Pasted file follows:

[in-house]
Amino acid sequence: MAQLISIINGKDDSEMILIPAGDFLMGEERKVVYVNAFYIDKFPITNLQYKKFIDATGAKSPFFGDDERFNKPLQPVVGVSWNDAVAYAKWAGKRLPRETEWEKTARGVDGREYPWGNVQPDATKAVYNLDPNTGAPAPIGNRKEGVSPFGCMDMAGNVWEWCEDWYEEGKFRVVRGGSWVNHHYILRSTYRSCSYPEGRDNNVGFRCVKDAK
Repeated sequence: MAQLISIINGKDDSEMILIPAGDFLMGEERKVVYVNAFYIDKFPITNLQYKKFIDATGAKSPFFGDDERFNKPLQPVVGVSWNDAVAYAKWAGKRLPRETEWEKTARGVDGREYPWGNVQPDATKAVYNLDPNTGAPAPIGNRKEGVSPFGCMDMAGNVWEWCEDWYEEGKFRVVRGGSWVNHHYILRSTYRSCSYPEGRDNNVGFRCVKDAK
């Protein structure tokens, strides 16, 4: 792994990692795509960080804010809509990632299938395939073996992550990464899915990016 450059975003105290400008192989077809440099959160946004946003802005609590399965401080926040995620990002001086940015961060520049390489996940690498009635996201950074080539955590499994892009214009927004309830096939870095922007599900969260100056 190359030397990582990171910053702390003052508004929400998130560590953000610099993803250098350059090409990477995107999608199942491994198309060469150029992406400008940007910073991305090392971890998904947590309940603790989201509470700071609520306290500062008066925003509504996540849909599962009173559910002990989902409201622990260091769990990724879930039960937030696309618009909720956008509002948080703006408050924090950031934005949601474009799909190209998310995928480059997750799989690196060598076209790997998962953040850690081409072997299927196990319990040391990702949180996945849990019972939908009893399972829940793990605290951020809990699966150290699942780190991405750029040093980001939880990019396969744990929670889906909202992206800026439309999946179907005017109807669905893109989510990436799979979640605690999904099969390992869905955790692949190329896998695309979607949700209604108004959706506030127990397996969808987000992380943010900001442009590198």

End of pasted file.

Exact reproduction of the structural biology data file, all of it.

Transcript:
[in-house]
Amino acid sequence: MAQLISIINGKDDSEMILIPAGDFLMGEERKVVYVNAFYIDKFPITNLQYKKFIDATGAKSPFFGDDERFNKPLQPVVGVSWNDAVAYAKWAGKRLPRETEWEKTARGVDGREYPWGNVQPDATKAVYNLDPNTGAPAPIGNRKEGVSPFGCMDMAGNVWEWCEDWYEEGKFRVVRGGSWVNHHYILRSTYRSCSYPEGRDNNVGFRCVKDAK
Repeated sequence: MAQLISIINGKDDSEMILIPAGDFLMGEERKVVYVNAFYIDKFPITNLQYKKFIDATGAKSPFFGDDERFNKPLQPVVGVSWNDAVAYAKWAGKRLPRETEWEKTARGVDGREYPWGNVQPDATKAVYNLDPNTGAPAPIGNRKEGVSPFGCMDMAGNVWEWCEDWYEEGKFRVVRGGSWVNHHYILRSTYRSCSYPEGRDNNVGFRCVKDAK
């Protein structure tokens, strides 16, 4: 792994990692795509960080804010809509990632299938395939073996992550990464899915990016 450059975003105290400008192989077809440099959160946004946003802005609590399965401080926040995620990002001086940015961060520049390489996940690498009635996201950074080539955590499994892009214009927004309830096939870095922007599900969260100056 190359030397990582990171910053702390003052508004929400998130560590953000610099993803250098350059090409990477995107999608199942491994198309060469150029992406400008940007910073991305090392971890998904947590309940603790989201509470700071609520306290500062008066925003509504996540849909599962009173559910002990989902409201622990260091769990990724879930039960937030696309618009909720956008509002948080703006408050924090950031934005949601474009799909190209998310995928480059997750799989690196060598076209790997998962953040850690081409072997299927196990319990040391990702949180996945849990019972939908009893399972829940793990605290951020809990699966150290699942780190991405750029040093980001939880990019396969744990929670889906909202992206800026439309999946179907005017109807669905893109989510990436799979979640605690999904099969390992869905955790692949190329896998695309979607949700209604108004959706506030127990397996969808987000992380943010900001442009590198």